the most famous picture from his trip to Baghdad,
President Bush had himself artfully photographed
to look like he was serving turkey to the troops.
The image was emblazoned on front pages throughout
the country - and now appears to be an entirely
to the Washington Post, Bush was actually holding
"a decoration, not a serving plate." In other
words, he was holding a prop, not real food, and
thus only pretending for the cameras to be serving
up the holiday meal.
Post notes that "the foray has opened new credibility
questions for a White House that has dealt with
issues" like this in the past. In fact, the flap
marks the second such distortion in as many days
about his trip to Baghdad. Just yesterday it was
revealed that the White House's tall tale of Air
Force One crossing paths with a British Airways
plane was entirely false.
deceptive picture also harkens back to the controversy
surrounding the President's "Mission Accomplished"
banner. On May 1, he stood on the deck of the
U.S.S. Lincoln in front of the giant sign and
declared that "major combat operations have ended."
Since that time, more troops have been killed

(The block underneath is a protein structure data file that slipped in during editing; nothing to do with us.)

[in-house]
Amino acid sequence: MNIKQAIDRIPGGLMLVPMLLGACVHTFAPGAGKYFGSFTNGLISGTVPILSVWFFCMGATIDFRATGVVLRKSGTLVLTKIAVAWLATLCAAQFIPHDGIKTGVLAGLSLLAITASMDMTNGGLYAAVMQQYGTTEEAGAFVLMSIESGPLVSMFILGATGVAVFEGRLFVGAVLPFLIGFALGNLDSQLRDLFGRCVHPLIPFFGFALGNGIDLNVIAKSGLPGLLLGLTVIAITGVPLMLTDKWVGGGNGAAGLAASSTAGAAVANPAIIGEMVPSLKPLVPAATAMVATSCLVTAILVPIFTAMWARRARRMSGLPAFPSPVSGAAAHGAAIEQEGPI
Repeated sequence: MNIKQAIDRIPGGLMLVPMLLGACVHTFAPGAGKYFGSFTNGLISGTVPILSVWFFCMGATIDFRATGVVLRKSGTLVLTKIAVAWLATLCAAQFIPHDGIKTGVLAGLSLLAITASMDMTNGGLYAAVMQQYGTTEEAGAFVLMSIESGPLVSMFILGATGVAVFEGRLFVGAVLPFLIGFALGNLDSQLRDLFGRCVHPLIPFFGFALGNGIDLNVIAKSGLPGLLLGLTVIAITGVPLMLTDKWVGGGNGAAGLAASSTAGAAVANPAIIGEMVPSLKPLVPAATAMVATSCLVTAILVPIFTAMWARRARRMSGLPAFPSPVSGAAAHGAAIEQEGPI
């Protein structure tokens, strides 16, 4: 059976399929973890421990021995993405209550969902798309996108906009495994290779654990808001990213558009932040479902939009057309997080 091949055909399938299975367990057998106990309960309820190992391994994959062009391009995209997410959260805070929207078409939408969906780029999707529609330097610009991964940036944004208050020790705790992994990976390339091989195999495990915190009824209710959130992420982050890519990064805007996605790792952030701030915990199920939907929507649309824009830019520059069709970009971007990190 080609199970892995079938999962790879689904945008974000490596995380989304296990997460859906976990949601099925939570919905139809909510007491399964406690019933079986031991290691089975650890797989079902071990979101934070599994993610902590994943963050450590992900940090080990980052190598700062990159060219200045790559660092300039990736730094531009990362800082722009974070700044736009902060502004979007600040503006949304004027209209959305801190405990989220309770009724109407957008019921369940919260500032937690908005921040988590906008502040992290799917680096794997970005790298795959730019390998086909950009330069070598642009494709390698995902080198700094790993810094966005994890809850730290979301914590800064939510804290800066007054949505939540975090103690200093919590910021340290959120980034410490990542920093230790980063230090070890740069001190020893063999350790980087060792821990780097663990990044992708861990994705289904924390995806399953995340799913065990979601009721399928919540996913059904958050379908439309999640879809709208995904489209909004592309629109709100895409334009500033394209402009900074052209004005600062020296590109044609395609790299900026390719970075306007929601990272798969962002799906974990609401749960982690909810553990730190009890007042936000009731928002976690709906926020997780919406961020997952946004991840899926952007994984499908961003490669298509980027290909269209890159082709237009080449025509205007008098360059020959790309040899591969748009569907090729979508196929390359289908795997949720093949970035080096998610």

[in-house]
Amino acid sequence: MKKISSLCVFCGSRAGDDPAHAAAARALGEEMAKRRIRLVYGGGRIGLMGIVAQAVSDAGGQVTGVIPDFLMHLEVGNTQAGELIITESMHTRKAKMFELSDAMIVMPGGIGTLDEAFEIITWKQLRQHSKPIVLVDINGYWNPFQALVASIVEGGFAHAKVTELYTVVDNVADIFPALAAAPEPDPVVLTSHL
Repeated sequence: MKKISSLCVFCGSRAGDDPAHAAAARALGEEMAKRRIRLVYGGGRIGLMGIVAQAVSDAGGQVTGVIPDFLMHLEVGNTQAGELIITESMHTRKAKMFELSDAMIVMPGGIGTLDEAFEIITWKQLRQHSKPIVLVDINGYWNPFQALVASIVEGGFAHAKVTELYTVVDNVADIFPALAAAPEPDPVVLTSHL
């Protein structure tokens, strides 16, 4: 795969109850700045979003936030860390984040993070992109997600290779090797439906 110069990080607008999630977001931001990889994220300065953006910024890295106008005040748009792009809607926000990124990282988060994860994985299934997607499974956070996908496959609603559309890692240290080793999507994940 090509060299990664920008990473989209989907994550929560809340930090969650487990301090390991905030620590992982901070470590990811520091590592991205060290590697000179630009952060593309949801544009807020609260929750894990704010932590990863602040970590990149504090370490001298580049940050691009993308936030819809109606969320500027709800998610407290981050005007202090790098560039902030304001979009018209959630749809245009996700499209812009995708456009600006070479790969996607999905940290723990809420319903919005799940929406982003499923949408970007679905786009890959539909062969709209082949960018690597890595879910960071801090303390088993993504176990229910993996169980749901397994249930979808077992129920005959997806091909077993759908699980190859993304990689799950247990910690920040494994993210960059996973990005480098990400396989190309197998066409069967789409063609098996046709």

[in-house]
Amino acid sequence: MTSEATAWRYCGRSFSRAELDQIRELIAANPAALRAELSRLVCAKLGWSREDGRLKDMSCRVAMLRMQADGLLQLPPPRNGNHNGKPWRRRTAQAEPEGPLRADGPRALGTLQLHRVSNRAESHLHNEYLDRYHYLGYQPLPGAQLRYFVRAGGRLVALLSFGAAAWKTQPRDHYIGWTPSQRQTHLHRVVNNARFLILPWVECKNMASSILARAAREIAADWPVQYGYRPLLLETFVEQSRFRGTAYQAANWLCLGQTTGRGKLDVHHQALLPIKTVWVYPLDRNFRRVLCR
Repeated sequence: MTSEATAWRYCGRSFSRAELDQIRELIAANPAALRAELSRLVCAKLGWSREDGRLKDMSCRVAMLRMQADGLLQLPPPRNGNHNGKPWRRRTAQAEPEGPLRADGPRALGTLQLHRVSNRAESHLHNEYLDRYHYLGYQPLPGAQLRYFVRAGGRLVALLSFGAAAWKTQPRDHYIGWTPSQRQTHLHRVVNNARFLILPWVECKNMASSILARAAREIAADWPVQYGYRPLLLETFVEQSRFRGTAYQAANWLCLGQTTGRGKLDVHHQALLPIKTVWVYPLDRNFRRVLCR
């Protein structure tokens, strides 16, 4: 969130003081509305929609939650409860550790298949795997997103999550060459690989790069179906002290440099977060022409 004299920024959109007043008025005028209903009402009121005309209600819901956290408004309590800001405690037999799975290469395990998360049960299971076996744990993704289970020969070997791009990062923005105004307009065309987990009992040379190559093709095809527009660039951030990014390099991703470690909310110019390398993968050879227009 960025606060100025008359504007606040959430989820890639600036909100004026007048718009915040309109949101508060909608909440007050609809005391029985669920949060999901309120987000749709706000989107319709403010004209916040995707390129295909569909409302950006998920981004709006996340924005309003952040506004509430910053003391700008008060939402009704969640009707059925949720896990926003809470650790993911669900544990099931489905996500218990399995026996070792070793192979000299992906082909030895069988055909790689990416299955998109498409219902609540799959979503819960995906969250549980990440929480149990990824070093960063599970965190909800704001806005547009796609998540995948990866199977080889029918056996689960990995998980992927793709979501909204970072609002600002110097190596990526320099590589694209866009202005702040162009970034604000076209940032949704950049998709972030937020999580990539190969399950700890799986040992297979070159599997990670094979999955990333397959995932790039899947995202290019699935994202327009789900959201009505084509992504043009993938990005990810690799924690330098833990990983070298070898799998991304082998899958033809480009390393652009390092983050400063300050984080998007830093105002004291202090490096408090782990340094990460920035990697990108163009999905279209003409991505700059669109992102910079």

or wounded than before he made that statement,
prompting more questions about his photo-op.
asked why he chose to stand in front of the "Mission
Accomplished" banner at a press conference six
months later, Bush "disavowed the background banner,"
saying the White House staff had nothing to do
with producing it. But then Navy and administration
officials admitted the President had been dishonest,
saying that "the White House actually made it."
White House spokesman Scott McClellan specifically
said, "We took care of the production of it. We
have people to do those things."
course, Bush's penchant for taking misleading
and dishonest photos has not been confined to
Iraq. In July of 2002, the President visited a
low-income housing development in Atlanta to tout
his commitment to funding it. He then proposed
a budget that eliminated its funding. Similarly,
the President visited a Boys and Girls Club in
January of 2003 to tout the organization's efforts.
He said the club "has got a grand history of helping
children." Just four days after his photo-op,
he proposed to cut 15% out of funding for the
Boys and Girls Club.
Posted: December 7, 2003